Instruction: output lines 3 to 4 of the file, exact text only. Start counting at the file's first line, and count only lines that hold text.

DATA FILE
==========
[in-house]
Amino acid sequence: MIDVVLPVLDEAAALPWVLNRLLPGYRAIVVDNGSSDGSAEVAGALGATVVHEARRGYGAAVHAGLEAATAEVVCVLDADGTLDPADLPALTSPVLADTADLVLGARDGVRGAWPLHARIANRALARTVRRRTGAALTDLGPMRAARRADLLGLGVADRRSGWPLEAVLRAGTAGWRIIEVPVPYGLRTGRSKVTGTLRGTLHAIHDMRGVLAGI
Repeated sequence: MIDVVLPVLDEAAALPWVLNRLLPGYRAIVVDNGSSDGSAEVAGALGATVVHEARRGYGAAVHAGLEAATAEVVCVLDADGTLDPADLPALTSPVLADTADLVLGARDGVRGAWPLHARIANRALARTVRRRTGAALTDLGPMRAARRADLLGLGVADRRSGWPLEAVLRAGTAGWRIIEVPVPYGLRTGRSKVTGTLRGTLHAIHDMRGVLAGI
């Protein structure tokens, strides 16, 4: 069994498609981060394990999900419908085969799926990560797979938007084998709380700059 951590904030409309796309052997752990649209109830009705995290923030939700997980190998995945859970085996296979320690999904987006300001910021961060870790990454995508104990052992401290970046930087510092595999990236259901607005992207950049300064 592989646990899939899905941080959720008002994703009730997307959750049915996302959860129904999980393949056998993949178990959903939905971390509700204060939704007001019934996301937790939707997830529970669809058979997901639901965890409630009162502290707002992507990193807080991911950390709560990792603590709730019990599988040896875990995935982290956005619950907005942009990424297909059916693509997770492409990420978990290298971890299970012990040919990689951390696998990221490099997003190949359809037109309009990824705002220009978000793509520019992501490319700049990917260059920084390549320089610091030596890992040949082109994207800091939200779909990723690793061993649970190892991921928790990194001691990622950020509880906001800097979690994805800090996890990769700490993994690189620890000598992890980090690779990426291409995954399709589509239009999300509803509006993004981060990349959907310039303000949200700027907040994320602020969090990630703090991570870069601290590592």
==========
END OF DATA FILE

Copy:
Repeated sequence: MIDVVLPVLDEAAALPWVLNRLLPGYRAIVVDNGSSDGSAEVAGALGATVVHEARRGYGAAVHAGLEAATAEVVCVLDADGTLDPADLPALTSPVLADTADLVLGARDGVRGAWPLHARIANRALARTVRRRTGAALTDLGPMRAARRADLLGLGVADRRSGWPLEAVLRAGTAGWRIIEVPVPYGLRTGRSKVTGTLRGTLHAIHDMRGVLAGI
């Protein structure tokens, strides 16, 4: 069994498609981060394990999900419908085969799926990560797979938007084998709380700059 951590904030409309796309052997752990649209109830009705995290923030939700997980190998995945859970085996296979320690999904987006300001910021961060870790990454995508104990052992401290970046930087510092595999990236259901607005992207950049300064 592989646990899939899905941080959720008002994703009730997307959750049915996302959860129904999980393949056998993949178990959903939905971390509700204060939704007001019934996301937790939707997830529970669809058979997901639901965890409630009162502290707002992507990193807080991911950390709560990792603590709730019990599988040896875990995935982290956005619950907005942009990424297909059916693509997770492409990420978990290298971890299970012990040919990689951390696998990221490099997003190949359809037109309009990824705002220009978000793509520019992501490319700049990917260059920084390549320089610091030596890992040949082109994207800091939200779909990723690793061993649970190892991921928790990194001691990622950020509880906001800097979690994805800090996890990769700490993994690189620890000598992890980090690779990426291409995954399709589509239009999300509803509006993004981060990349959907310039303000949200700027907040994320602020969090990630703090991570870069601290590592």